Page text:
I have a handful of friends who are fortunate enough to have their parents or spouse’s parents living close enough that their kids get to see Grandma and Grandpa on a regular basis and they are there for the emergency school pick up or a spur of the moment Saturday night dinner out. I am envious of those friends and often remind them to be thankful for their parents’ proximity, even when it comes with the occasional meddling or parental advice that seems annoying.
My parents are 6 hours away from our home in Charlotte and my wife’s parents are 16 hours away, so the luxury of unplanned, unexpected, or spur of the moment family time is not a part of our lives. Being this far away from immediate family is a relatively new phenomenon in the United States. Before World War II, if a young man left his small Southern Illinois town to get his medical degree (as my Great Grandpa “Doc” Parmenter did), he’d hurry back to his hometown or a small town near there when he was done with school to practice. He often married a girl from the same area and they raised their children in the shadow of all kinds of family that would get together on a regular basis and help each other out as needed. It was the generally accepted way of life all over the country. When the next generation of young men went off to war in the early 1940’s, they returned with some different attitudes. Suddenly, farm boys from Kansas who had been globetrotting around Europe for 3 years decide to move their young families to California and live a different lifestyle; and young men from New York City came home and headed South to places like my hometown of Charlotte where the climate was more like where they’d been fighting in Southern France. All of a sudden, families started to spread out, and the dynamics of the extended family changed.
Over the past week, however, I was reminded of the importance and value of finding that family time, regardless of miles. My in-laws made the long drive to spend the week with us last week and help my wife out while I was gone on a business trip. The kids got off the bus for a few days to a waiting Granny and learned plenty of new things (good and bad I’m sure) about their maternal grandparents. Most importantly, they were reminded that there are other adults who care very deeply for them and want to encourage them to grow mentally and emotionally, as well as physically, strong. This weekend, we packed up the car and met my parents in the mountains of North Alabama (picture above) for a few days of relaxation and time together. Along with my mom’s never ending supply of songs, my kids saw yet another peek into what makes them who they are and felt the love and caring of their paternal grandparents who gave them all the attention they wanted. It was also a good chance for me to talk out thoughts and ideas with the only two people who have been a constant presence in my life.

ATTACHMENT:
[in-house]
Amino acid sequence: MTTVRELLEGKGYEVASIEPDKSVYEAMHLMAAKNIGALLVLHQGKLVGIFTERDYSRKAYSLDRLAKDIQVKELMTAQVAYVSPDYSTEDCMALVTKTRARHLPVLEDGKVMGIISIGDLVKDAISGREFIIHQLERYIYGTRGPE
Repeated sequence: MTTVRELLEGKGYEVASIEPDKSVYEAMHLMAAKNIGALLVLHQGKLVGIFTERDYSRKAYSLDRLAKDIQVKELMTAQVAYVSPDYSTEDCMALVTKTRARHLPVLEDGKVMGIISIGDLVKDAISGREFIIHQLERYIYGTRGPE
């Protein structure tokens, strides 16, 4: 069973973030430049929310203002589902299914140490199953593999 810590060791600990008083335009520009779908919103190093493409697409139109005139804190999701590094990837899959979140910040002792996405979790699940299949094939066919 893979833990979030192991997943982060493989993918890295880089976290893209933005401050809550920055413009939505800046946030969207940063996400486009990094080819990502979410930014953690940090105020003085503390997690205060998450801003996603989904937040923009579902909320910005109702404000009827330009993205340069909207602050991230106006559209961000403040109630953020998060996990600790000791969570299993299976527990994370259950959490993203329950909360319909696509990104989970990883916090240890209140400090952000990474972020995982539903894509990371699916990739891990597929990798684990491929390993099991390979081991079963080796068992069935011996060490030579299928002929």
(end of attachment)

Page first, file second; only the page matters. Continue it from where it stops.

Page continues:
I am so grateful for both my parents and my wife’s parents for the sacrifice of time and money that they make to spend time with us. We haven’t chosen to live in the same town as either of them or even close enough for regular visits, but it is important enough to both of them to have family time that they are willing to carve out time and resources to make it happen. Who knows what extended family life will look like as our kids grow up, but I have learned from the example of my kids’ grandparents that I need to set as a priority time with my children when they are adults and their kids when that time comes. Family time isn’t always neat and tidy, but it is an important connection to who we are and an informative look at the people who have shaped us. If you are fortunate enough to have your parents or in-laws close by, you should tell them thank you. If you’re like us, you should do your part to make family time a priority.